New Orleans history is rich with tales of organized crime, corruption, vampires, voodoo, witches, and gruesome bloody murders. One of the most notorious unsolved serial murder cases was that of the Axeman.
Thirty years after Jack the Ripper terrorized London, another brutal killer bloodied nights in New Orleans. Half a world away from the infamous London serial killer, a mysterious man with an axe reportedly broke into homes and cleaved people to death throughout 1918 and 1919. The Axeman’s reign of terror began on May 23, 1918 with the murders of a grocer and his wife. Though at least six people were violently slain, no one really knows how many people the Axeman killed, but he had an affinity for killing grocer’s wives.
The Axeman murders terrorized all of New Orleans as the Jack the Ripper killings did London. The mysterious nature of the crimes and the seemingly random violence meant no one was safe. The New Orleans murders took place in the middle of the night; most victims were killed in their beds with their own axes.
At one point, the masses of New Orleans suspected a Mafia base for the killings. The rumor was fueled by the fact that many victims were Italian and lived in rooms next to their stores.
Authorities reportedly dismissed Mafia ties due to the nature of some of the killings. At the time, authorities said Mafia killers would not harm women. The Axeman allegedly killed women, and a young girl was also listed as a victim. In fact, some experts noted that men tended to be involved as victims only when they obstructed the Axeman’s ability to kill women.
On March 13, 1919, someone wrote to a New Orleans newspaper claiming to be the killer. The letter taunted authorities and reported that the Axeman loved jazz music. It also claimed there would be a murder a quarter past midnight. Homes where jazz music was heard would be spared violence, said the letter. Homes throughout the city reportedly played jazz music loud enough to be heard in the streets. Whereas no one knows if the letter was a hoax or if the Axeman truly had a penchant for jazz, no murders occurred that evening.
Hell, March 13, 1919
They have never caught me and they never will. They have never seen me, for I am invisible, even as the ether that surrounds your earth. I am not a human being, but a spirit and a demon from the hottest hell. I am what you Orleanians and your foolish police call the Axeman.
When I see fit, I shall come and claim other victims. I alone know whom they shall be. I shall leave no clue except my bloody axe, besmeared with blood and brains of he whom I have sent below to keep me company.
If you wish you may tell the police to be careful not to rile me. Of course, I am a reasonable spirit. I take no offense at the way they have conducted their investigations in the past. In fact, they have been so utterly stupid as to not only amuse me, but His Satanic Majesty, Francis Josef, etc. But tell them to beware. Let them not try to discover what I am, for it were better that they were never born than to incur the wrath of the Axeman. I don‘t think there is any need of such a warning, for I feel sure the police will always dodge me, as they have in the past. They are wise and know how to keep away from all harm.
Undoubtedly, you Orleanians think of me as a most horrible murderer, which I am, but I could be much worse if I wanted to. If I wished, I could pay a visit to your city every night. At will I could slay thousands of your best citizens, for I am in close relationship with the Angel of Death.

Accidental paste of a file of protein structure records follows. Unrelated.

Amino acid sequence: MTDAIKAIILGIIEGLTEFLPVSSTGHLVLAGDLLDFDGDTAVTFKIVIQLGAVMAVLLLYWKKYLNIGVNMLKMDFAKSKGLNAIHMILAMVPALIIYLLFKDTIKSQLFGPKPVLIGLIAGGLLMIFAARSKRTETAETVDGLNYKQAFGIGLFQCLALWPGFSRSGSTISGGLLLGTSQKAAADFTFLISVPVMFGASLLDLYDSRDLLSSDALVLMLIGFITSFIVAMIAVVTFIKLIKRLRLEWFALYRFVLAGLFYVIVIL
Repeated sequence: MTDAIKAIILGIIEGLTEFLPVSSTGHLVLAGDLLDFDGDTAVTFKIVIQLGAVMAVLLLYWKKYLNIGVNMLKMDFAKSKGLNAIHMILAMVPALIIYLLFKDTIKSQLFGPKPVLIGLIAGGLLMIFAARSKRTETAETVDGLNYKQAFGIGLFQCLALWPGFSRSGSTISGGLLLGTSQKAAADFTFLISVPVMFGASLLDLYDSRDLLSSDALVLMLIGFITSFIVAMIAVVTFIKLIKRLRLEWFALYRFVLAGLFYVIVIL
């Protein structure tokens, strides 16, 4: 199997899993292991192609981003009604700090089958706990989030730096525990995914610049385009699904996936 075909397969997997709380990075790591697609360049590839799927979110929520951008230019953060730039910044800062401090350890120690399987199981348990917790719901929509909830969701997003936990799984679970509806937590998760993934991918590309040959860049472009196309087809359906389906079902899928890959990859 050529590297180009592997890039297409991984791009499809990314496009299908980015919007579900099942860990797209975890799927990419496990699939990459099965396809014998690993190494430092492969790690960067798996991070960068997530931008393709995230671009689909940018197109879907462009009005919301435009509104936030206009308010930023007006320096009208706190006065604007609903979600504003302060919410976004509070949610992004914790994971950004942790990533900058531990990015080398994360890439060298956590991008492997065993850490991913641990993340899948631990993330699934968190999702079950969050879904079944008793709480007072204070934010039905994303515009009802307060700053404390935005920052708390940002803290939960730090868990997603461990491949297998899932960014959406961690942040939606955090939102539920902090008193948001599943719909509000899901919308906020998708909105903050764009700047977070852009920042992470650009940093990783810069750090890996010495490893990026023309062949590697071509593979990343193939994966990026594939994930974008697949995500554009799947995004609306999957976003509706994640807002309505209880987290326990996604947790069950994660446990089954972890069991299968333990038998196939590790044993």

Now, to be exact, at 12:15 (earthly time) on next Tuesday night, I am going to pass over New Orleans. In my infinite mercy, I am going to make a little proposition to you people. Here it is:
I am very fond of jazz music, and I swear by all the devils in the nether regions that every person shall be spared in whose home a jazz band is in full swing at the time I have just mentioned. If everyone has a jazz band going, well, then, so much the better for you people. One thing is certain and that is that some of your people who do not jazz it on Tuesday night (if there be any) will get the axe.
Well, as I am cold and crave the warmth of my native Tartarus, and it is about time I leave your earthly home, I will cease my discourse. Hoping that thou wilt publish this, that it may go well with thee, I have been, am and will be the worst spirit that ever existed either in fact or realm of fancy.
Interestingly, there may have been similar murders in New Orleans in 1911. Reportedly, several instances of brutal axe murders, where the targets were Italian merchants, all killed in the same manner occurred at that time as well. The perpetrator also would break in through the back door and slay the victim with an axe in their beds.
Many theorize that the murderer was a respectable citizen by day who carried out a violent agenda in the heat of the night. During the killing spree, and throughout the years following, several individuals were accused or suspected of the murders. One woman retracted accusations against 2 business rivals after she fell ill, and a man accused by his mistress was found not guilty within minutes after a coroner testified about the case. Almost 100 years later, the identity of the Axeman of New Orleans remains a mystery.
The New Orleans killing spree ended with the last of the murders on October 27, 1919.
- 1919: A serial killer had New Orleans on edge. The Times-Picayune website. October 23, 2011. http://www.nola.com/175years/index.ssf/2011/10/1919_a_serial_killer_has_new_o.html.
- Katz, H. Cold Cases: Famous Unsolved Mysteries, Crimes, and Disappearances in America. Santa Barbara, CA: Greenwood Publishing Group; 2010:53-62.
- Ramsland, K. The Axeman of New Orleans. Crime Library website. http://www.crimelibrary.com/serial_killers/weird/axeman/index.html.